The results of their first reporting and writing assignments are in — and it’s time for me to get tough.
Again, it’s one thing if student-journalists struggle to ask not just “Why?” but “Why exactly?” Again, I know it took me years of experience before I fully grasped the need to really put my finger on “Why exactly does this person do what they do?” Or, “Why exactly is this situation the way it is?”
The truth is, your ability to explore and answer those two questions is the essential difference between more-serious and less-serious journalism.
So, while I hold that out as the ideal, I’m cutting them some slack in that it takes time to learn. However, I’ve hit upon a more troubling trend. Most of them veered from our reporting objective: “How do Hong Kongers feel about the Oct. 1 anniversary? Why exactly do they feel the way they feel?” Instead, most students pursued: “Will you participate in the anniversary celebrations?” At least some of them asked their sources why or why not. But this isn’t just a far-less-interesting angle, it’s off-topic.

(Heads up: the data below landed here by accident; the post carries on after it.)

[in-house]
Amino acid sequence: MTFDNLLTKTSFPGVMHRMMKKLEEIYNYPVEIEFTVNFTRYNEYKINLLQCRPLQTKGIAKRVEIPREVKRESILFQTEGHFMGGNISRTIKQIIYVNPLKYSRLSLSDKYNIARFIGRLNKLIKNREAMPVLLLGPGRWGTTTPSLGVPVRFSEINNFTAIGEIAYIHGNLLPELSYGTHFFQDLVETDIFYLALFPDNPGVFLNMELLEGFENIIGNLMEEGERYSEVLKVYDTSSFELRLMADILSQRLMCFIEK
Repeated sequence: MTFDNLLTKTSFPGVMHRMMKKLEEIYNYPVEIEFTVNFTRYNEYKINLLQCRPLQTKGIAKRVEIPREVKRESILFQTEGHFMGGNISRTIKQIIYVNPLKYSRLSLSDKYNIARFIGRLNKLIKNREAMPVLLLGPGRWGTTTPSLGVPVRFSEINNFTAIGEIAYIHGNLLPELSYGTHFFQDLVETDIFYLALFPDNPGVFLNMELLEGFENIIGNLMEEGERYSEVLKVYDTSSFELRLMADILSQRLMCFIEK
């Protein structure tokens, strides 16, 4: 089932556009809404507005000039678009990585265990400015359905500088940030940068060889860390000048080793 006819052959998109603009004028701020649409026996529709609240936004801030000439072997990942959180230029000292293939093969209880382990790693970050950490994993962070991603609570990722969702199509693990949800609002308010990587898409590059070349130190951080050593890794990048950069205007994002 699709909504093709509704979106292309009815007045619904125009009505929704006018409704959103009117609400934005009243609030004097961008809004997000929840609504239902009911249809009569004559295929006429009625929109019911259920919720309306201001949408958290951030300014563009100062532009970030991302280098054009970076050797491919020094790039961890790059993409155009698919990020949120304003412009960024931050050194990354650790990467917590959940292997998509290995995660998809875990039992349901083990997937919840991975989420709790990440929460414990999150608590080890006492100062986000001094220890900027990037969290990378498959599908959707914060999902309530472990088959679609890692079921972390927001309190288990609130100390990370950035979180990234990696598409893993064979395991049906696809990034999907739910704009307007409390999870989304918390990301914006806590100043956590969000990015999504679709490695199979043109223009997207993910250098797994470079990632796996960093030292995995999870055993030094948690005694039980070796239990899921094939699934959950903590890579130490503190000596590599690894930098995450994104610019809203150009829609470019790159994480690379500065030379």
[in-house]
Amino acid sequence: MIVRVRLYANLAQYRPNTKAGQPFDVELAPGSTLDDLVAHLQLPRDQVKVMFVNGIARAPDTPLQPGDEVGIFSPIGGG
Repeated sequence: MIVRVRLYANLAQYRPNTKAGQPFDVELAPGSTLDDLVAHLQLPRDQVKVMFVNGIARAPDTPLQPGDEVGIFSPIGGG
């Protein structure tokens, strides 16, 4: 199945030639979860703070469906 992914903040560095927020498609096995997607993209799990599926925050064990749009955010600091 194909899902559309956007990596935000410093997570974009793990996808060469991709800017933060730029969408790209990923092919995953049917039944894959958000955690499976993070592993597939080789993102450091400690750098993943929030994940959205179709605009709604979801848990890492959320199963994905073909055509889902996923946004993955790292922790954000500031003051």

My message to the students will be simple, but firm: if your editor or producer tells you to do something, you do it. Of course, it’s always important to make your boss happy. It’s also important that your boss not worry about your competence to follow instructions.
That’s no way to stay employed, in this or any other industry.